First use case: throwing synchronously from an awaited promise's resolver

So what happens for async/await when this potential solution is used to run the same sample code used to describe the original problem:

// necessary since some transpilers like babel will generate code
// that uses block-scoped declarations
'use strict';

function someAsyncOperation(someParam) {	
	return new Promise(function (resolve, reject) {
		if (typeof someParam !== 'string') {
			throw new Error('someParam must be a string');
		}

		setImmediate(function _asyncDone() {
			return resolve(42);
		});
	});
}

function someOtherAsyncOperation() {
	return new Promise(function (resolve, reject) {
		setImmediate(function _asyncDone() {
			return resolve(43);
		});
	});
}

async function someAsyncWorkflow() {
	var foo = await someAsyncOperation();
	var bar = await someOtherAsyncOperation();

	console.log('foo:', foo);
	console.log('bar:', bar);
}

someAsyncWorkflow();

The source code is first transpiled with Babel:

[jgilli@dev ~/node]$ ./node_modules/.bin/babel test-async-throw-param.js > test-async-throw-param-out.js

and then run with --abort-on-uncaught-exceptin:

[jgilli@dev ~/node]$ ./node --abort-on-uncaught-exception ~/generators-js/test-async-throw-param-out.js 
Uncaught Error: someParam must be a string

FROM
/home/jgilli/generators-js/test-async-throw-param-out.js:22:4
someAsyncOperation (/home/jgilli/generators-js/test-async-throw-param-out.js:20:9)
/home/jgilli/generators-js/test-async-throw-param-out.js:5:19
step (/home/jgilli/generators-js/test-async-throw-param-out.js:17:191)
/home/jgilli/generators-js/test-async-throw-param-out.js:17:451
/home/jgilli/generators-js/test-async-throw-param-out.js:17:99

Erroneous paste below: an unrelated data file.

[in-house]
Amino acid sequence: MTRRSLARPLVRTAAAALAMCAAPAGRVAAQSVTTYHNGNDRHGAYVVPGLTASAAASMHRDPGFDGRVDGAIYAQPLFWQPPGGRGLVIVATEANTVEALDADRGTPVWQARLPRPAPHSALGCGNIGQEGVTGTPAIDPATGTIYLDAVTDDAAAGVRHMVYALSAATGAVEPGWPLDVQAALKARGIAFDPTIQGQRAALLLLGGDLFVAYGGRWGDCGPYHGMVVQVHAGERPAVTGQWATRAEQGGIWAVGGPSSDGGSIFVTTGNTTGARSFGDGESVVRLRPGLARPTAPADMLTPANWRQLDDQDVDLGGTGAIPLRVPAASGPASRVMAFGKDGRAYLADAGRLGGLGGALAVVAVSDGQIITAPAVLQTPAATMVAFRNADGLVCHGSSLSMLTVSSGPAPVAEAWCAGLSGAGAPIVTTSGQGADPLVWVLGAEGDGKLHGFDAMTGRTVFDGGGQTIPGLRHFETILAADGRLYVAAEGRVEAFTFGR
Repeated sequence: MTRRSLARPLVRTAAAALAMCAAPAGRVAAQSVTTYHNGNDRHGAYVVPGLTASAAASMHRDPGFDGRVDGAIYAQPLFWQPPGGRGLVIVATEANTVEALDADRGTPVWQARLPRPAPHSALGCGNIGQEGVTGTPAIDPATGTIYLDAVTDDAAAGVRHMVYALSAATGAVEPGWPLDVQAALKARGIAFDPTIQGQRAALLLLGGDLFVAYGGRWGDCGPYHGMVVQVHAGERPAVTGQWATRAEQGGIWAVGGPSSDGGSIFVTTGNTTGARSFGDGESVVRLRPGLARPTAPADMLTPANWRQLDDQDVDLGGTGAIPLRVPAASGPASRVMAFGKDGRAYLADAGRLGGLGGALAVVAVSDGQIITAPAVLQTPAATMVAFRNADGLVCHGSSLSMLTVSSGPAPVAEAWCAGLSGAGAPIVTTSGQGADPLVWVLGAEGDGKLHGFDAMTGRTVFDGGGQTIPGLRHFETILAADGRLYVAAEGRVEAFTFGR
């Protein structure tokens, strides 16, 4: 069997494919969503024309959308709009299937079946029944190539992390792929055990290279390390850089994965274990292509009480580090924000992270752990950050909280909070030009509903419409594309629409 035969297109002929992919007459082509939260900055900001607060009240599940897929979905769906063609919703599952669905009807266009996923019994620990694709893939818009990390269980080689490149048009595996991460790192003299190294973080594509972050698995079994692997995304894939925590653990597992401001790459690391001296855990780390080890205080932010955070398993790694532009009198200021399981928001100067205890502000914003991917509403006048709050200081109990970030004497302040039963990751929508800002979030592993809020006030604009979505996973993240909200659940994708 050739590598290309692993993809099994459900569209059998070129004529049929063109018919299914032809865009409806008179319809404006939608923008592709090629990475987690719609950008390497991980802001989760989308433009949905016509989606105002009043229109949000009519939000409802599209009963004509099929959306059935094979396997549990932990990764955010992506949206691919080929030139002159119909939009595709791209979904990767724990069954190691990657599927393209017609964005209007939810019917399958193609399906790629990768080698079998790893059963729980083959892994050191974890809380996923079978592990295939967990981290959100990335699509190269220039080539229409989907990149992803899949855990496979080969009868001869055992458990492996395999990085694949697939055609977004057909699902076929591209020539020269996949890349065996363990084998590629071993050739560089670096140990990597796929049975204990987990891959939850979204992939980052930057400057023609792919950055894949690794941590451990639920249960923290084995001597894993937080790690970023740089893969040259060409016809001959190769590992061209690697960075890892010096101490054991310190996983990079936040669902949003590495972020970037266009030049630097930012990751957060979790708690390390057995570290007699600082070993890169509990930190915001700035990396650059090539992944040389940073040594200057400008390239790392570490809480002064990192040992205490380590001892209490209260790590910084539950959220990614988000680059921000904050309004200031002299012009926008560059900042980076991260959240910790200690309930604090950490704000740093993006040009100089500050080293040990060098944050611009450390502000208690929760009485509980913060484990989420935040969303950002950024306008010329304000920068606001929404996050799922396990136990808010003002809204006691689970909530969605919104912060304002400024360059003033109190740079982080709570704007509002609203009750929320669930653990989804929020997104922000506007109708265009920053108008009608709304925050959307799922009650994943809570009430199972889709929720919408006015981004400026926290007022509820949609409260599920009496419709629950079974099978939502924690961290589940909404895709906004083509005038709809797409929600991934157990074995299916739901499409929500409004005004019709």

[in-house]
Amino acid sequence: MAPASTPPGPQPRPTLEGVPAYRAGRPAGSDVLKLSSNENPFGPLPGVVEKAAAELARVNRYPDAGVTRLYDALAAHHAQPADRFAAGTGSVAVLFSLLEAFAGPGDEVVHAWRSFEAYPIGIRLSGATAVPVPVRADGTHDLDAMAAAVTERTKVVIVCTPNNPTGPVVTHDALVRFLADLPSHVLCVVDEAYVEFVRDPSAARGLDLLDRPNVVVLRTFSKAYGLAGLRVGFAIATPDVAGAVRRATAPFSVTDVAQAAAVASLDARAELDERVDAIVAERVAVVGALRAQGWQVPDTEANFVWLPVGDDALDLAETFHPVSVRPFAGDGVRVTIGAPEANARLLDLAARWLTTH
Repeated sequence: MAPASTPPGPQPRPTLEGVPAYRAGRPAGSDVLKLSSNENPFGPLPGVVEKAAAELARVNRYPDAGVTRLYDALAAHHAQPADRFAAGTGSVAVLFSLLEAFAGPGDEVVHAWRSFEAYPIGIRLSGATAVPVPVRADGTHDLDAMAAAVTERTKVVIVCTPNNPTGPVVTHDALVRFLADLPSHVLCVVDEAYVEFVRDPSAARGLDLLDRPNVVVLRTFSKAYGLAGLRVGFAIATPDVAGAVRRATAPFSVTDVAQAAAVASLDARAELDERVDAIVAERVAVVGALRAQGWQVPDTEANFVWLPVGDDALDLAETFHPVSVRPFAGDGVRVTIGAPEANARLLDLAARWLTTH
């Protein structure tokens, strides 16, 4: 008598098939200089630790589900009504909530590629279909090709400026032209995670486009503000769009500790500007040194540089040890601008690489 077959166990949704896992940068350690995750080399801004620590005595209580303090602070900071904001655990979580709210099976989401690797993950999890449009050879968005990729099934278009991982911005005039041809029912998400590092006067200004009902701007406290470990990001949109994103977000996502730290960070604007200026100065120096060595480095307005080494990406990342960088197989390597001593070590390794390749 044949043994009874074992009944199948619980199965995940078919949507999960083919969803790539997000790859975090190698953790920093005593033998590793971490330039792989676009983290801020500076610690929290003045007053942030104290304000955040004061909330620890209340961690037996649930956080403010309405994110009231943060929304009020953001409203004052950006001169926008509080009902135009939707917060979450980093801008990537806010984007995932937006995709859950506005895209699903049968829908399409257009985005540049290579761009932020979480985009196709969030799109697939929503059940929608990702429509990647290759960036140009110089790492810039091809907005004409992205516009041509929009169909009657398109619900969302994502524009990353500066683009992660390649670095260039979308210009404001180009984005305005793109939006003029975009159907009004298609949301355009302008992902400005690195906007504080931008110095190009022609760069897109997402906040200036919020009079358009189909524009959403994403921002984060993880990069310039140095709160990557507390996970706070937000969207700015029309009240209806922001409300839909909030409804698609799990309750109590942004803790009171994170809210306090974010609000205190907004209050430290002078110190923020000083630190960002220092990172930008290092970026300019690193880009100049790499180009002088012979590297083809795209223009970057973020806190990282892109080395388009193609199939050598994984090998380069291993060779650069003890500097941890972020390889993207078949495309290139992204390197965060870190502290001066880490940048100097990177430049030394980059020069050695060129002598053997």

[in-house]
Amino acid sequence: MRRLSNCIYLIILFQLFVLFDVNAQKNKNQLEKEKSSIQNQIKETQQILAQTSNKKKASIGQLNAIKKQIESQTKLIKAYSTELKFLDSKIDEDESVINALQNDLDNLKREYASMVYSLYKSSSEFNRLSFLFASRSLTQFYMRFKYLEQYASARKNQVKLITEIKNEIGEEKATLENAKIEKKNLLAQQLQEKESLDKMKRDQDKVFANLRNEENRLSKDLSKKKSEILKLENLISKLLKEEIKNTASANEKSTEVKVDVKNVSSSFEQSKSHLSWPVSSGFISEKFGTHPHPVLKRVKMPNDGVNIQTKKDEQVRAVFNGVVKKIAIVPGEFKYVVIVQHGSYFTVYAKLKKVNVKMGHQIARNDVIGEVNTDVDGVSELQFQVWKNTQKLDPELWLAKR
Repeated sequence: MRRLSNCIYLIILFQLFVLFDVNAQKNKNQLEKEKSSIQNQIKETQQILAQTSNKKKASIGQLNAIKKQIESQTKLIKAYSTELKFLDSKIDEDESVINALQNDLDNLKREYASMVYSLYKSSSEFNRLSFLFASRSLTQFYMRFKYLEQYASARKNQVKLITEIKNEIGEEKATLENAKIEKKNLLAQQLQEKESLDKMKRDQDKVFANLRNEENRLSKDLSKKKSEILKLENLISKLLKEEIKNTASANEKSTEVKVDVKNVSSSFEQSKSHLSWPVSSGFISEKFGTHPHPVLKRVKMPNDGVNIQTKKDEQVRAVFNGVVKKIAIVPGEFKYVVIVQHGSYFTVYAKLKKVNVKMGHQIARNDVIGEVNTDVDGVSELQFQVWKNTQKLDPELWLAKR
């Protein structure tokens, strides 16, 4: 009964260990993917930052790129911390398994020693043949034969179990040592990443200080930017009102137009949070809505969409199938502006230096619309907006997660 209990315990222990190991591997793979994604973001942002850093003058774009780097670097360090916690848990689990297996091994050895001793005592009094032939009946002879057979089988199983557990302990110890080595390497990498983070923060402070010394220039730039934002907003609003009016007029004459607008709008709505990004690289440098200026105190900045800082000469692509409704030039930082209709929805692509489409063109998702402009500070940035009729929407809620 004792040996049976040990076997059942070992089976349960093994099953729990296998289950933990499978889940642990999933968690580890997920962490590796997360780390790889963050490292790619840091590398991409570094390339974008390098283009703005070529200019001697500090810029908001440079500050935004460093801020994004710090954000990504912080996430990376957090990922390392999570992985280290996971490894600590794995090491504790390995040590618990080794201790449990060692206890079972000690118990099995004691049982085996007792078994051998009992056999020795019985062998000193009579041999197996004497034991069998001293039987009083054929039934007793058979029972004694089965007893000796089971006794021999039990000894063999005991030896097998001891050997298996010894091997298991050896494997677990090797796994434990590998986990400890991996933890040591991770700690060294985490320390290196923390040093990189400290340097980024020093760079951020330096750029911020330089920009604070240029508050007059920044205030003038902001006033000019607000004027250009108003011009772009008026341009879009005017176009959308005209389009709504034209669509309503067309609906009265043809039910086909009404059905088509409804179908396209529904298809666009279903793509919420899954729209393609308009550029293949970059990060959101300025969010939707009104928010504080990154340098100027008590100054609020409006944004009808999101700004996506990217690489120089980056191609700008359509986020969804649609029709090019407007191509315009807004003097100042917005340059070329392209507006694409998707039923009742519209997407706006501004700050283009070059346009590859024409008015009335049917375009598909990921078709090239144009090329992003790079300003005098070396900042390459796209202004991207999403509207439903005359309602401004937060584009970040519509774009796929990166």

someAsyncWorkflow (/home/jgilli/generators-js/test-async-throw-param-out.js:13:14)
Object.<anonymous> (/home/jgilli/generators-js/test-async-throw-param-out.js:38:1)
Module._compile (module.js:417:34)
Object.Module._extensions..js (module.js:426:10)
Module.load (module.js:357:32)
Function.Module._load (module.js:314:12)
Function.Module.runMain (module.js:451:10)
startup (node.js:149:18)
node.js:1013:3
Illegal Instruction (core dumped)

The node process aborted, which is the expected behavior when throwing synchronously and using --abort-on-uncaught-exception. Moreover, the process aborted at the exact time the error threw:

[root@dev ~]# mdb /home/jgilli/cores/core.node.34907
Loading modules: [ libumem.so.1 libc.so.1 ld.so.1 ]
> ::load /home/jgilli/mdb_v8/build/amd64/mdb_v8.so
mdb_v8 version: 1.1.2 (dev)
V8 version: 4.8.271.17
Autoconfigured V8 support from target
C++ symbol demangling enabled
> ::jsstack
native: v8::base::OS::Abort+9
native: v8::internal::Runtime_Throw+0x30
        (1 internal frame elided)
js:     <anonymous> (as <anon>)
js:     Promise
        (1 internal frame elided)
js:     someAsyncOperation
        (1 internal frame elided)
js:     <anonymous> (as <anon>)
js:     next
js:     step
        (1 internal frame elided)
js:     <anonymous> (as <anon>)
js:     Promise
        (1 internal frame elided)
js:     <anonymous> (as <anon>)
        (1 internal frame elided)